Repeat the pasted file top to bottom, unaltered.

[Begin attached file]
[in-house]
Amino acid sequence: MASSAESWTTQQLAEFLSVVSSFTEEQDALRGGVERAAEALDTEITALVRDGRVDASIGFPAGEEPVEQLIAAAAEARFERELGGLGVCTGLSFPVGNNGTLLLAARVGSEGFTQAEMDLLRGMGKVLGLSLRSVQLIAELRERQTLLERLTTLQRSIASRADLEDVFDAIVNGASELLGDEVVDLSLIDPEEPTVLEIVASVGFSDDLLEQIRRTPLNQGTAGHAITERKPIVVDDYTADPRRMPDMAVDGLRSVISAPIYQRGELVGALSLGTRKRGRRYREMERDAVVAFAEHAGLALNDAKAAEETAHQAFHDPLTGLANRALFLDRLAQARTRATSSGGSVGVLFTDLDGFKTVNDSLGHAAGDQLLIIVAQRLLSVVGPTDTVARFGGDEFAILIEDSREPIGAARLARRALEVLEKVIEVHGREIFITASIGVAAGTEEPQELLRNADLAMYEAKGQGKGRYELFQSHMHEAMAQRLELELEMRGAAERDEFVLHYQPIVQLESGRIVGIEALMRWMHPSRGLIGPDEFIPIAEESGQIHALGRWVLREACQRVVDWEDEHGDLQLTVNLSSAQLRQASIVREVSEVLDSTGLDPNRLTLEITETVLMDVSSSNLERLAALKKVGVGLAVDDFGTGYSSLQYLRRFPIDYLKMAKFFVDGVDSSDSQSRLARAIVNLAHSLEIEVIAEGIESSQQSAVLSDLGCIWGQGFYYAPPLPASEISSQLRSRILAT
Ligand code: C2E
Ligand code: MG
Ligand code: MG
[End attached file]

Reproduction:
[in-house]
Amino acid sequence: MASSAESWTTQQLAEFLSVVSSFTEEQDALRGGVERAAEALDTEITALVRDGRVDASIGFPAGEEPVEQLIAAAAEARFERELGGLGVCTGLSFPVGNNGTLLLAARVGSEGFTQAEMDLLRGMGKVLGLSLRSVQLIAELRERQTLLERLTTLQRSIASRADLEDVFDAIVNGASELLGDEVVDLSLIDPEEPTVLEIVASVGFSDDLLEQIRRTPLNQGTAGHAITERKPIVVDDYTADPRRMPDMAVDGLRSVISAPIYQRGELVGALSLGTRKRGRRYREMERDAVVAFAEHAGLALNDAKAAEETAHQAFHDPLTGLANRALFLDRLAQARTRATSSGGSVGVLFTDLDGFKTVNDSLGHAAGDQLLIIVAQRLLSVVGPTDTVARFGGDEFAILIEDSREPIGAARLARRALEVLEKVIEVHGREIFITASIGVAAGTEEPQELLRNADLAMYEAKGQGKGRYELFQSHMHEAMAQRLELELEMRGAAERDEFVLHYQPIVQLESGRIVGIEALMRWMHPSRGLIGPDEFIPIAEESGQIHALGRWVLREACQRVVDWEDEHGDLQLTVNLSSAQLRQASIVREVSEVLDSTGLDPNRLTLEITETVLMDVSSSNLERLAALKKVGVGLAVDDFGTGYSSLQYLRRFPIDYLKMAKFFVDGVDSSDSQSRLARAIVNLAHSLEIEVIAEGIESSQQSAVLSDLGCIWGQGFYYAPPLPASEISSQLRSRILAT
Ligand code: C2E
Ligand code: MG
Ligand code: MG